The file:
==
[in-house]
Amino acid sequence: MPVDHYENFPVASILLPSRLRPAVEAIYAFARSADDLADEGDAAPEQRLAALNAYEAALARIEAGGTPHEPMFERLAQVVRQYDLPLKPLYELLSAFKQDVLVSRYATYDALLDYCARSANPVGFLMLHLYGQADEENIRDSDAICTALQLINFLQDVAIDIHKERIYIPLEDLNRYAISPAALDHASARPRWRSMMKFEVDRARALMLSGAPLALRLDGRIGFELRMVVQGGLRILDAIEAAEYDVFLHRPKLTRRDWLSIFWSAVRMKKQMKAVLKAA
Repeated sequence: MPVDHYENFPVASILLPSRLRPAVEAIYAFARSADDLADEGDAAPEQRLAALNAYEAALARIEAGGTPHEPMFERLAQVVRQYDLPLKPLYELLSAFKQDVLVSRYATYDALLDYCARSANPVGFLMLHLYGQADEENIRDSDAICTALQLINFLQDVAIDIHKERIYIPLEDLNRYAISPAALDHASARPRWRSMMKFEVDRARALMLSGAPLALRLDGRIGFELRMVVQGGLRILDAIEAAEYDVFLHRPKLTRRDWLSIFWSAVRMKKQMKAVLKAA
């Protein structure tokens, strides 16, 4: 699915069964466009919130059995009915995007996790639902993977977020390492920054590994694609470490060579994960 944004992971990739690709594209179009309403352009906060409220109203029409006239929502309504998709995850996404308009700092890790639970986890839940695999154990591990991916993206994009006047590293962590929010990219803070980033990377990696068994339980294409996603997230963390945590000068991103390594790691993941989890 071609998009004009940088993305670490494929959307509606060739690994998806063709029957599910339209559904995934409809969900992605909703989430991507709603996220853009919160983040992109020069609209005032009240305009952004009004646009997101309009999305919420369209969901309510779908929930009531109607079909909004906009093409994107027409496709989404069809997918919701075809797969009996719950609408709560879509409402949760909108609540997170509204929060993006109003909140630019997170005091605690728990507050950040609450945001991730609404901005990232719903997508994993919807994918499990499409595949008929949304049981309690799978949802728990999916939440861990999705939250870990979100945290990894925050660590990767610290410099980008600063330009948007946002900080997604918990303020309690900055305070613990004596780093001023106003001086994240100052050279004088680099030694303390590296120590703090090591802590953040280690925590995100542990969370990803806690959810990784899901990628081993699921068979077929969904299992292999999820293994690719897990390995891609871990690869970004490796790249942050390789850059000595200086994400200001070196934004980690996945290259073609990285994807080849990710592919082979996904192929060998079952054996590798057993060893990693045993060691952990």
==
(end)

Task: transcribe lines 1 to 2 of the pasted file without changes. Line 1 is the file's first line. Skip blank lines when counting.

[in-house]
Amino acid sequence: MPVDHYENFPVASILLPSRLRPAVEAIYAFARSADDLADEGDAAPEQRLAALNAYEAALARIEAGGTPHEPMFERLAQVVRQYDLPLKPLYELLSAFKQDVLVSRYATYDALLDYCARSANPVGFLMLHLYGQADEENIRDSDAICTALQLINFLQDVAIDIHKERIYIPLEDLNRYAISPAALDHASARPRWRSMMKFEVDRARALMLSGAPLALRLDGRIGFELRMVVQGGLRILDAIEAAEYDVFLHRPKLTRRDWLSIFWSAVRMKKQMKAVLKAA